Definition of umpire in English:

umpire

Line breaks: um¦pire
Pronunciation: /ˈʌmpʌɪə
 
/

noun

1(In some sports) an official who watches a game or match closely to enforce the rules and arbitrate on matters arising from the play.
More example sentences
  • But the point here is that such a play does not give umpires the mandate to reverse any call.
  • The primary purpose of UIS, he says, is to serve as a training tool, giving umpires objective feedback.
  • Hoy is often credited as the reason umpires adopted hand signals for safe, out, and strike calls, which would make for a nice little niche in baseball history.
Synonyms
informal ref
North American informal ump
1.1A person chosen to arbitrate between contending parties.
More example sentences
  • The second great purpose of the monarchy is to be available as an impartial umpire above party when the nation is split by a constitutional crisis.
  • In the event the two arbitrators fail to agree on an umpire either party shall have the right to submit the matter to the Canadian Arbitration Association.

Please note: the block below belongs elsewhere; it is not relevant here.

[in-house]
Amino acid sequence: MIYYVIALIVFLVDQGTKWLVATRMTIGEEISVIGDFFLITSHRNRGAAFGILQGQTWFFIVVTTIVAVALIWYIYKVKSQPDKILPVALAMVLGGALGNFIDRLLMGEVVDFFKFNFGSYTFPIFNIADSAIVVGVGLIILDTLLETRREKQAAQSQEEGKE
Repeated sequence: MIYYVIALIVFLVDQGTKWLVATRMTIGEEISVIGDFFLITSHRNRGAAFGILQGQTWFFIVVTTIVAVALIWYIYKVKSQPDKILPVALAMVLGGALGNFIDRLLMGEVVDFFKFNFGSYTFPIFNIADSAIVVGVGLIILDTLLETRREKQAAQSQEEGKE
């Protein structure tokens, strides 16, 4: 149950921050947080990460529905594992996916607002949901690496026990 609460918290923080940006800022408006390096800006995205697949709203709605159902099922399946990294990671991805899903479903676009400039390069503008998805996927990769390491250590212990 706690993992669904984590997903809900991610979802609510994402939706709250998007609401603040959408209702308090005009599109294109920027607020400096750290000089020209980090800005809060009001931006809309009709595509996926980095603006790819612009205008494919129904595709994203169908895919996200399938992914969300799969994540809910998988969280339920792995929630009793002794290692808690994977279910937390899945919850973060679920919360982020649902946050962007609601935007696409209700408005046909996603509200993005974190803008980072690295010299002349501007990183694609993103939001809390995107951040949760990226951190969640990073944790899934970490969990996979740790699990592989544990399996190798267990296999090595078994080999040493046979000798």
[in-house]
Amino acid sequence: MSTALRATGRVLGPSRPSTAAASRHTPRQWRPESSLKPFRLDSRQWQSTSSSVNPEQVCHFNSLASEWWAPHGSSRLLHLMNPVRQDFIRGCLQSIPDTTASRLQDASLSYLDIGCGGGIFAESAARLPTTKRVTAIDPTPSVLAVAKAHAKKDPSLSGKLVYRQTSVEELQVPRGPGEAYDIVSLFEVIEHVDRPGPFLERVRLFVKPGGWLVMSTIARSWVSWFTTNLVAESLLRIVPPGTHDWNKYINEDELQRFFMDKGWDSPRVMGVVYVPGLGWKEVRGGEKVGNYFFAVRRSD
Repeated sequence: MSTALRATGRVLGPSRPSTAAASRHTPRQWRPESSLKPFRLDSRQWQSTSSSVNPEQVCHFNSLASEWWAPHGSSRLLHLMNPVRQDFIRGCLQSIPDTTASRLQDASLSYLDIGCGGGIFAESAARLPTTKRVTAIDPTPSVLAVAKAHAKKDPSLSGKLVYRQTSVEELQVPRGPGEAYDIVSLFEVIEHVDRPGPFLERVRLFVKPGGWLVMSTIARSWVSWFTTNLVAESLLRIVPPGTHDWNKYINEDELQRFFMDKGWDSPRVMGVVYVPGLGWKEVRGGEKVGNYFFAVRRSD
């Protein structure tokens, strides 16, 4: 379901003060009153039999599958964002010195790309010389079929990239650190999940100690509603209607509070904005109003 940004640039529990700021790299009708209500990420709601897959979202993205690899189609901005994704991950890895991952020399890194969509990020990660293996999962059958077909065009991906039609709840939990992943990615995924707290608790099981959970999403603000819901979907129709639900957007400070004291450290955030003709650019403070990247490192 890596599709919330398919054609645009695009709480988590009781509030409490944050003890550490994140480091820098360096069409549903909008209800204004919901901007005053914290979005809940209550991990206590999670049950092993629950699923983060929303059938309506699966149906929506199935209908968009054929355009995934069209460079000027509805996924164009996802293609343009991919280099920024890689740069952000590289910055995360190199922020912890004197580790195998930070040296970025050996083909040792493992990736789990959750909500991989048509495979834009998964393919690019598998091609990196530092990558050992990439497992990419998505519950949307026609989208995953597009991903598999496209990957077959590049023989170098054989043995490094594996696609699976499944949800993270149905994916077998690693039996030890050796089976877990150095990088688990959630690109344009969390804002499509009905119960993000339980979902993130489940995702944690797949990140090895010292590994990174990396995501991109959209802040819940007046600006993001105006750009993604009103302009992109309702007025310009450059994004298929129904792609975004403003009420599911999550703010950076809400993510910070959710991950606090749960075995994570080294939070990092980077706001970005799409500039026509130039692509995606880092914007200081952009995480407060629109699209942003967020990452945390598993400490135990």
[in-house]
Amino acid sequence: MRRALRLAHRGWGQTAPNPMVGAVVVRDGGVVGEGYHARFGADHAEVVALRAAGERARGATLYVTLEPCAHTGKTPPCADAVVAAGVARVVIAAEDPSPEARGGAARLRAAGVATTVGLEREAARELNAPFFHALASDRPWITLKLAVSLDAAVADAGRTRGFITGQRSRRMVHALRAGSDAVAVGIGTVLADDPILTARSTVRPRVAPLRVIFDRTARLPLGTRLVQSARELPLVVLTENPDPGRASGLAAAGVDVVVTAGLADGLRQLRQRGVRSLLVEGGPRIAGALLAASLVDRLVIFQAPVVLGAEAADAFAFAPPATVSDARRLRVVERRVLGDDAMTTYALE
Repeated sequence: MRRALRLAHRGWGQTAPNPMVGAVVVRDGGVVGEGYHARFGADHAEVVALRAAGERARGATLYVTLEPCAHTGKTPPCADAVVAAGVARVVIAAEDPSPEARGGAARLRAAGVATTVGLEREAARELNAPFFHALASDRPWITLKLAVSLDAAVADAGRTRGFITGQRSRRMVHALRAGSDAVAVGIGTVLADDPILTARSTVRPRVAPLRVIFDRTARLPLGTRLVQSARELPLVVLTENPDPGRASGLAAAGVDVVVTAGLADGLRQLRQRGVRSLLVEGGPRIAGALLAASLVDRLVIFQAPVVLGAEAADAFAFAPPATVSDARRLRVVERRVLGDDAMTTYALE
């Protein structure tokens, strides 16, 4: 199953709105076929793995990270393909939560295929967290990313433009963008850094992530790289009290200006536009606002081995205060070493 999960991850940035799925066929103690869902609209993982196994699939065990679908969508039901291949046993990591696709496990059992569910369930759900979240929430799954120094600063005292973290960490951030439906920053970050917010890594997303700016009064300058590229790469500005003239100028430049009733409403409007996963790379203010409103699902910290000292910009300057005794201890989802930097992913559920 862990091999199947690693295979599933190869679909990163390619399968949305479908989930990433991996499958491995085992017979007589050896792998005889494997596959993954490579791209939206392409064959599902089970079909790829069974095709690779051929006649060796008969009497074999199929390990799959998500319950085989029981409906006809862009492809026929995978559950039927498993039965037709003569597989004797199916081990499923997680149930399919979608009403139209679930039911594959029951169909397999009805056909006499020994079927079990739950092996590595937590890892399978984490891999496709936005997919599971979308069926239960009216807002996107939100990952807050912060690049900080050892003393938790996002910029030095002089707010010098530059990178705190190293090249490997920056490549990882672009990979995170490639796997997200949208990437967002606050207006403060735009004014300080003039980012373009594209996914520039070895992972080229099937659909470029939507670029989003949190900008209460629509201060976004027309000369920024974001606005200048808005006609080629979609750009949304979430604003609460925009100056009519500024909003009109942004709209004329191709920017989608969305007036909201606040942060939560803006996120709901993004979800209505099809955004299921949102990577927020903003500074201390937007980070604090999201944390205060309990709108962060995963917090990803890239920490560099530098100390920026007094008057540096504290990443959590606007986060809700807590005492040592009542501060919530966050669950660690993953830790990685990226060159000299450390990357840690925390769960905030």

• Before things escalated Monday, umpires got in the middle of the scrum.

verb

[no object] Back to top  
Act as an umpire in a game or match: he could be seen regularly umpiring for the club [with object]: he umpired the World Cup final
More example sentences
  • Linda Barker chose the school's head of girls games to umpire a rounders match.
  • He is standing in his 12th Test match and has umpired 62 one-day internationals.
  • Nigel Iggo, an international umpire from Christchurch who last month umpired both finals at four-nation tournaments in Australia, said umpires had been using the interpretation for some time.
Synonyms
referee, adjudicate, arbitrate, judge, moderate, oversee, supervise;
Cricket stand
informal ref

Origin

late Middle English (originally as noumpere) (denoting an arbitrator): from Old French nonper 'not equal'. The n was lost by wrong division of a noumpere; compare with adder1.

Derivatives

umpirage

noun
More example sentences
  • Nations without that umpirage are in the condition of a population without government.
  • The invention relates to a whistle for use in umpirage of athletic games and in security jobs including guiding and signaling to gathering people.
  • There he spoke eloquently ‘of cultivating general friendship, and of bringing collisions of interest to the umpirage of reason rather than of force.’

Definition of umpire in:

Get more from Oxford Dictionaries

Subscribe to remove adverts and access premium resources

Word of the day noisome
Pronunciation: ˈnɔɪs(ə)m
adjective
having an extremely offensive smell